ETFs are generally passively managed, like Horizons which adjusts its holdings and weights on the 3rd Thursday & Friday of March, June, September, and December each year. 

 

On the other hand, actively managed ETFs can be riskier than passively-managed ETFs as they depend on the skills of the individual fund manager selecting securities, rather than simply tracking a market. They can also incur higher fees as more management time is required for active investing.

 

 When you invest in an ETF, you don’t own the securities the ETF invests in – you’re simply buying units in a fund. I wouldn’t be surprised in the near future if there weren’t ETFs dedicated to specific drugs like ketamine, psilocybin and DMT.

 

 

 

ETFs operate just like old-fashioned mutual funds, with the big difference that ETFs are listed on the stock market, unlike mutual funds. And because ETFs are index-tracking funds, there are no expensive fund managers or analysts to pay for, only small management fees. Horizons pays an annual management fee to the manager equal to 0.85% of the net asset value of the ETF.

 

The future

In January, Cybin made up only 7.85% of PYSK’s holdings, which rocketed up to 18.55% in July, a 136% increase over the 7 month period. Cleary Horizons sees something in Cybin that has caused it to essentially unbalance itself with almost a 1/5th of its holdings within one singular company. This seems like a pretty big bet for Horizons, Atai, and Compass whose combined market caps equal $3.77 billion USD only make up 15% of the portfolio. Compare that to Cybin who has a market cap of $314 million USD and accounts for 18.55% of PYSK’s holdings.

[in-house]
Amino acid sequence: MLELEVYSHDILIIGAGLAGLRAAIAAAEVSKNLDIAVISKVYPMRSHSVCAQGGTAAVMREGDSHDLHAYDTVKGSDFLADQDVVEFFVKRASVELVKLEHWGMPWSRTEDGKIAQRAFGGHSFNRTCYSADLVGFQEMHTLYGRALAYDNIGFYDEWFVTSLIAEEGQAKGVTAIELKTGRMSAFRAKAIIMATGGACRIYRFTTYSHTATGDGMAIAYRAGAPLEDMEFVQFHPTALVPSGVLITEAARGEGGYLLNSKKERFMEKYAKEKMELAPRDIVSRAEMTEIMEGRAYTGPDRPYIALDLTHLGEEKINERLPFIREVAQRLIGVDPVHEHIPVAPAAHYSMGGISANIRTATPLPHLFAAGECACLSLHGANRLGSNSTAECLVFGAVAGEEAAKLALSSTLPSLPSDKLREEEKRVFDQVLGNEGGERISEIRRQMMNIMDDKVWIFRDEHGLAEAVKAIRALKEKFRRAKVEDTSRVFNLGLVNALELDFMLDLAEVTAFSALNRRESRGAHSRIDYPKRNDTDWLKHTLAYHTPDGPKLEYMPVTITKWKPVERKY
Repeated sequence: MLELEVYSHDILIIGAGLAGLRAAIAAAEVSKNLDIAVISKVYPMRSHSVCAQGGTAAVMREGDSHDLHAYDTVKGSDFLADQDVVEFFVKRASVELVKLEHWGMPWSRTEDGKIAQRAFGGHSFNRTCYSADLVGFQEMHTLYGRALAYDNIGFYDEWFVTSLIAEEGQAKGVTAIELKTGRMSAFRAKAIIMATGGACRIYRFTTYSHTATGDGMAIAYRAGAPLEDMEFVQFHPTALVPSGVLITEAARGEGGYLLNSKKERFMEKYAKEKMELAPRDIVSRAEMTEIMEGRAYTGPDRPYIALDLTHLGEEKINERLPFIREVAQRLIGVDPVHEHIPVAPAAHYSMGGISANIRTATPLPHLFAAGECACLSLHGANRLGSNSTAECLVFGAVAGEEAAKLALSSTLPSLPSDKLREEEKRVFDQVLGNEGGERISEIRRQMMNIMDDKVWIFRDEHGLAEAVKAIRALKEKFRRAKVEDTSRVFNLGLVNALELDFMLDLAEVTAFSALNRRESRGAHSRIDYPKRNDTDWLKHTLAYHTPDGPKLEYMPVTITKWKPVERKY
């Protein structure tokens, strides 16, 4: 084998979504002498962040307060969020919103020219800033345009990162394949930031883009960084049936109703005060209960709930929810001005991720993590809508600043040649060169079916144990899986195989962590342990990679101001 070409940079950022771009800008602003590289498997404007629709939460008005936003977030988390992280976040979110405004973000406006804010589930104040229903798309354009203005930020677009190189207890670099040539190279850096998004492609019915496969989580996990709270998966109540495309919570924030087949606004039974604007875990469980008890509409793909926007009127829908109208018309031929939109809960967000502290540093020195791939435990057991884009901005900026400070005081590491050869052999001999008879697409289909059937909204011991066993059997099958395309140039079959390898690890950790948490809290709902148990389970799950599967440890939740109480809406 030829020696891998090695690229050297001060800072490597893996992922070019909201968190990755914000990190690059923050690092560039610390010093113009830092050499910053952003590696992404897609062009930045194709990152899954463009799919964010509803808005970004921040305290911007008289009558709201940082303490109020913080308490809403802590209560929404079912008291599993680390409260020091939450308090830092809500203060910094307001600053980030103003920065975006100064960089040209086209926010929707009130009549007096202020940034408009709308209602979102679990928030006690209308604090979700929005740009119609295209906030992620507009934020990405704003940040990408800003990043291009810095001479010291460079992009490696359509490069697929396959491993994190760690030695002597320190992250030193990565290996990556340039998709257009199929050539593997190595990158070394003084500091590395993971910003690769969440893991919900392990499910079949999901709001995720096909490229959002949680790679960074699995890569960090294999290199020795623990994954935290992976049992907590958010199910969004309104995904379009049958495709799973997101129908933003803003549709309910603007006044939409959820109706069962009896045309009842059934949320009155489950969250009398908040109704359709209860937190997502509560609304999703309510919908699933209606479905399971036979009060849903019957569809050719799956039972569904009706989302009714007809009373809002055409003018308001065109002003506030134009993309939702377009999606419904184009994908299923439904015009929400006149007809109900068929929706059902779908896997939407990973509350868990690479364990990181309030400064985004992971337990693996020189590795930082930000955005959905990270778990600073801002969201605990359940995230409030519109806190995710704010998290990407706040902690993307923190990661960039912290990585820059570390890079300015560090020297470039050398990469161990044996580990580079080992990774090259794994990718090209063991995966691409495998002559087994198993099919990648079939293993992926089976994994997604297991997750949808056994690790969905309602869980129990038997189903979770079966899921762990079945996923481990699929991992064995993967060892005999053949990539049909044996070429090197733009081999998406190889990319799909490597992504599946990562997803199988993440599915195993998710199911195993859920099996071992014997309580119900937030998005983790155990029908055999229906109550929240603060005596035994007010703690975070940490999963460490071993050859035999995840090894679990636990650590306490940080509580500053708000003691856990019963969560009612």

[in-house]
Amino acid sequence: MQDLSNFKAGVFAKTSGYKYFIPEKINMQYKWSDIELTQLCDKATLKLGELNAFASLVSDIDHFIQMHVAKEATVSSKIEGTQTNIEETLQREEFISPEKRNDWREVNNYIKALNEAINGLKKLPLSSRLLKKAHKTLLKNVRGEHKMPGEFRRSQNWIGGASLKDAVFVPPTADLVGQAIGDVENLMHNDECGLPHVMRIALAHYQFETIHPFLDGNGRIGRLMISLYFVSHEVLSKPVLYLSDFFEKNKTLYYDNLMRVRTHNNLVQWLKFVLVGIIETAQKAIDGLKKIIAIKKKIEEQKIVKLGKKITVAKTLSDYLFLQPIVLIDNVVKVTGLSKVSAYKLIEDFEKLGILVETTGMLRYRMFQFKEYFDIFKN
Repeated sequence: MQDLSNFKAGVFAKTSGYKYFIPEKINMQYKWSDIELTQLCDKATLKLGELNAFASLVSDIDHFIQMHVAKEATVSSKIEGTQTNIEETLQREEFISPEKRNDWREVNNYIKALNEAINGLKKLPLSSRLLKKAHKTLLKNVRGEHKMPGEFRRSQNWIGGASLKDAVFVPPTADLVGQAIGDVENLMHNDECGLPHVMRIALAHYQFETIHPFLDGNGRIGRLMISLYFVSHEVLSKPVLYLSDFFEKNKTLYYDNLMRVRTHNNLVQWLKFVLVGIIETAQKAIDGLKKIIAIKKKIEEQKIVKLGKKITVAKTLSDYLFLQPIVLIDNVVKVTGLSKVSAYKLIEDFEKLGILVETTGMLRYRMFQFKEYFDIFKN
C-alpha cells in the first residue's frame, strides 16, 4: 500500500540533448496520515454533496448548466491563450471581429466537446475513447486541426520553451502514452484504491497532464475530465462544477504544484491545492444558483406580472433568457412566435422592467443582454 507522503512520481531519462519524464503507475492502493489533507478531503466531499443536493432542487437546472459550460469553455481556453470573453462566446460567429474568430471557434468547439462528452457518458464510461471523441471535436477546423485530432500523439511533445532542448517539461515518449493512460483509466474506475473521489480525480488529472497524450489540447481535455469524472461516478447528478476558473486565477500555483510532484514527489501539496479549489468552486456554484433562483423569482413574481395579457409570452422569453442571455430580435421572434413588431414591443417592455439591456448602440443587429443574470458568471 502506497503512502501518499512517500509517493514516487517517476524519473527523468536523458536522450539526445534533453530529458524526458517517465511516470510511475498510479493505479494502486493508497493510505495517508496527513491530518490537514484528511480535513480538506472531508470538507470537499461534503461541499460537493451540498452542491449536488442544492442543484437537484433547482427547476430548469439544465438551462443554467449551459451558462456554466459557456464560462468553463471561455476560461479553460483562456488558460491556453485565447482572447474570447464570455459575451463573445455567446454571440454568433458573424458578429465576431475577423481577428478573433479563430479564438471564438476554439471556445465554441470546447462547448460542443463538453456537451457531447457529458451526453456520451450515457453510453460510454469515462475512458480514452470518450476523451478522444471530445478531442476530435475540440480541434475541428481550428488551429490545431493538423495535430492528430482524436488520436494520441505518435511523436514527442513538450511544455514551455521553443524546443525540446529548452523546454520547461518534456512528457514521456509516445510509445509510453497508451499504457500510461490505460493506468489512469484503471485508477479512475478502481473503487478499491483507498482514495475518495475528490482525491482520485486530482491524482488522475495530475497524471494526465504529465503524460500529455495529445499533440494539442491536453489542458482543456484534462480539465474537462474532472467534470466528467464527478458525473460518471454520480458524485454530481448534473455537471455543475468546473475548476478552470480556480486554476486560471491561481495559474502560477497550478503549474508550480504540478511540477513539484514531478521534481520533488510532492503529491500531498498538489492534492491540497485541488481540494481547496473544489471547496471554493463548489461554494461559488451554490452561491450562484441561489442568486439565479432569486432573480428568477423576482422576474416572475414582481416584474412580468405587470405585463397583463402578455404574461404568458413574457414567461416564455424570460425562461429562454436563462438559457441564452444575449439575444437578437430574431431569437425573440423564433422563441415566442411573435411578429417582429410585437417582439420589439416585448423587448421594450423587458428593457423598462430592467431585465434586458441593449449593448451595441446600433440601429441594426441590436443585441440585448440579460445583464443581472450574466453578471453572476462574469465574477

For investors taking a look at the PYSK fund they better like Cybin as it currently accounts for almost 1/5th of the ETF’s holdings. Horizons will continue to rebalance as new companies are formed. Atai got a quick 6.45%, but there aren’t any other Atai-like giants posed for an IPO in the coming future.

 

There are still lots of catalysts coming up for the rest of 2021, and 2022. I previously wrote about the most exciting clinical trials happening right now in the psychedelics space, many of those will likely bear fruit by 2022. For drug developers like Cybin, Atai, and Compass Pathways these trials and their outcomes will be key pieces in defining who will take the lead in the drug development section of the psychedelics sector. Horizons is a passively managed ETF, but I bet they are still waiting anxiously on the truckload of trial results we are poised to see in the coming months and years.

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Full disclosure: Cybin is an Equity Guru marketing client

Written By:

Taylor Gavinchuk

Taylor has been covering the cannabis and psychedelics space since 2017 and has been investing in the stock market for 13 years. He started his own stock market news site High Energy Trading which he grew to 130,000 users and eventually exited from. Before writing about stocks he covered music events like Shambhala Music Festival and Pemberton Music Festival, with publishings in several media outlets including VICE. In his off time, he enjoys making electronic music, playing basketball, guzzling mushroom supplements, taking photos of street dogs, and searching out Colombian coffee plantations to buy.